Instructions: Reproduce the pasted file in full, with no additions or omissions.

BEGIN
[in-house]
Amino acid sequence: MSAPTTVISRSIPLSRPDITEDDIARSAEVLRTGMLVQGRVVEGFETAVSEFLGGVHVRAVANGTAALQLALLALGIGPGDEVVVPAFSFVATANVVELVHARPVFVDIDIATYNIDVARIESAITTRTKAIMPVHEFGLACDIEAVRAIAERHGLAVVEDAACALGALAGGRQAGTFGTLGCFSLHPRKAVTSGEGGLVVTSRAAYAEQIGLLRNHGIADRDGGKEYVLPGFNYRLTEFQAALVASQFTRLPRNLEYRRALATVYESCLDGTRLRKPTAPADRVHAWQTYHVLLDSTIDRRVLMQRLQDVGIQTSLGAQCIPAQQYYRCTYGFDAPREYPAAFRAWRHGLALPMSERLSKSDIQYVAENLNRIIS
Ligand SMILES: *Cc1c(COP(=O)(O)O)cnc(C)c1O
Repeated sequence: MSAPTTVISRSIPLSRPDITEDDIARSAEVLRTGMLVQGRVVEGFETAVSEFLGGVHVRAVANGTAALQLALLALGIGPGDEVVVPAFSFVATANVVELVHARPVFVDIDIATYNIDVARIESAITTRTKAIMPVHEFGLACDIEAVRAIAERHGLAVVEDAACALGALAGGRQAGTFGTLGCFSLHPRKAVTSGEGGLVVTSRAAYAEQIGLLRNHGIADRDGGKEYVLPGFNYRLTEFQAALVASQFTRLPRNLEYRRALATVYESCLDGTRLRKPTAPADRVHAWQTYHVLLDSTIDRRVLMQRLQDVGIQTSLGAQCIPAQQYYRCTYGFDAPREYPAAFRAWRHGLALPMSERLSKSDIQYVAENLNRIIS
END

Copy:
[in-house]
Amino acid sequence: MSAPTTVISRSIPLSRPDITEDDIARSAEVLRTGMLVQGRVVEGFETAVSEFLGGVHVRAVANGTAALQLALLALGIGPGDEVVVPAFSFVATANVVELVHARPVFVDIDIATYNIDVARIESAITTRTKAIMPVHEFGLACDIEAVRAIAERHGLAVVEDAACALGALAGGRQAGTFGTLGCFSLHPRKAVTSGEGGLVVTSRAAYAEQIGLLRNHGIADRDGGKEYVLPGFNYRLTEFQAALVASQFTRLPRNLEYRRALATVYESCLDGTRLRKPTAPADRVHAWQTYHVLLDSTIDRRVLMQRLQDVGIQTSLGAQCIPAQQYYRCTYGFDAPREYPAAFRAWRHGLALPMSERLSKSDIQYVAENLNRIIS
Ligand SMILES: *Cc1c(COP(=O)(O)O)cnc(C)c1O
Repeated sequence: MSAPTTVISRSIPLSRPDITEDDIARSAEVLRTGMLVQGRVVEGFETAVSEFLGGVHVRAVANGTAALQLALLALGIGPGDEVVVPAFSFVATANVVELVHARPVFVDIDIATYNIDVARIESAITTRTKAIMPVHEFGLACDIEAVRAIAERHGLAVVEDAACALGALAGGRQAGTFGTLGCFSLHPRKAVTSGEGGLVVTSRAAYAEQIGLLRNHGIADRDGGKEYVLPGFNYRLTEFQAALVASQFTRLPRNLEYRRALATVYESCLDGTRLRKPTAPADRVHAWQTYHVLLDSTIDRRVLMQRLQDVGIQTSLGAQCIPAQQYYRCTYGFDAPREYPAAFRAWRHGLALPMSERLSKSDIQYVAENLNRIIS